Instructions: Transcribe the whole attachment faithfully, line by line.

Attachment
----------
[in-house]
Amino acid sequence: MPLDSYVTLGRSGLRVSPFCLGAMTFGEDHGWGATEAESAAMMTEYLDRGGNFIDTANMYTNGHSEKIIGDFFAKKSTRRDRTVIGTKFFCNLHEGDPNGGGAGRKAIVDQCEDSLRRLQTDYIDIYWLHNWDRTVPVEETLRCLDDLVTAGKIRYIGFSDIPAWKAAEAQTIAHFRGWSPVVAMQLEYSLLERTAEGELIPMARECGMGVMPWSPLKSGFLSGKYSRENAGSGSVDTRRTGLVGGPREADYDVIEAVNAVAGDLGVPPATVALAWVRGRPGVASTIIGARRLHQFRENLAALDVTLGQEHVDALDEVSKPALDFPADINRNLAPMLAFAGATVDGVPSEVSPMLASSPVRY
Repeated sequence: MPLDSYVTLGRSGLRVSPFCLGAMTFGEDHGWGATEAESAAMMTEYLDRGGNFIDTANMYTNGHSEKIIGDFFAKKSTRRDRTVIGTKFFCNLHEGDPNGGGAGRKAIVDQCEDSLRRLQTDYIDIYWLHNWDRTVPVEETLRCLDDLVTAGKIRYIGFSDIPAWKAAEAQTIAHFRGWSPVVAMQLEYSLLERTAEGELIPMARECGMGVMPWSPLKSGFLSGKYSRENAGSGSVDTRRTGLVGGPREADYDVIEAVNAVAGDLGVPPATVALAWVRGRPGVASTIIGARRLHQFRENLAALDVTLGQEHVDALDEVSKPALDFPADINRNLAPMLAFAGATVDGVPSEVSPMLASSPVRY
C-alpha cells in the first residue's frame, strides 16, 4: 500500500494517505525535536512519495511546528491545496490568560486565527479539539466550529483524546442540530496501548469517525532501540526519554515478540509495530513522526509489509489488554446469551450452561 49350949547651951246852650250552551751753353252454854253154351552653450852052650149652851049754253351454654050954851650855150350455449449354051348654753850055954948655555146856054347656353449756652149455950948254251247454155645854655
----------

[in-house]
Amino acid sequence: MPLDSYVTLGRSGLRVSPFCLGAMTFGEDHGWGATEAESAAMMTEYLDRGGNFIDTANMYTNGHSEKIIGDFFAKKSTRRDRTVIGTKFFCNLHEGDPNGGGAGRKAIVDQCEDSLRRLQTDYIDIYWLHNWDRTVPVEETLRCLDDLVTAGKIRYIGFSDIPAWKAAEAQTIAHFRGWSPVVAMQLEYSLLERTAEGELIPMARECGMGVMPWSPLKSGFLSGKYSRENAGSGSVDTRRTGLVGGPREADYDVIEAVNAVAGDLGVPPATVALAWVRGRPGVASTIIGARRLHQFRENLAALDVTLGQEHVDALDEVSKPALDFPADINRNLAPMLAFAGATVDGVPSEVSPMLASSPVRY
Repeated sequence: MPLDSYVTLGRSGLRVSPFCLGAMTFGEDHGWGATEAESAAMMTEYLDRGGNFIDTANMYTNGHSEKIIGDFFAKKSTRRDRTVIGTKFFCNLHEGDPNGGGAGRKAIVDQCEDSLRRLQTDYIDIYWLHNWDRTVPVEETLRCLDDLVTAGKIRYIGFSDIPAWKAAEAQTIAHFRGWSPVVAMQLEYSLLERTAEGELIPMARECGMGVMPWSPLKSGFLSGKYSRENAGSGSVDTRRTGLVGGPREADYDVIEAVNAVAGDLGVPPATVALAWVRGRPGVASTIIGARRLHQFRENLAALDVTLGQEHVDALDEVSKPALDFPADINRNLAPMLAFAGATVDGVPSEVSPMLASSPVRY
C-alpha cells in the first residue's frame, strides 16, 4: 500500500494517505525535536512519495511546528491545496490568560486565527479539539466550529483524546442540530496501548469517525532501540526519554515478540509495530513522526509489509489488554446469551450452561 49350949547651951246852650250552551751753353252454854253154351552653450852052650149652851049754253351454654050954851650855150350455449449354051348654753850055954948655555146856054347656353449756652149455950948254251247454155645854655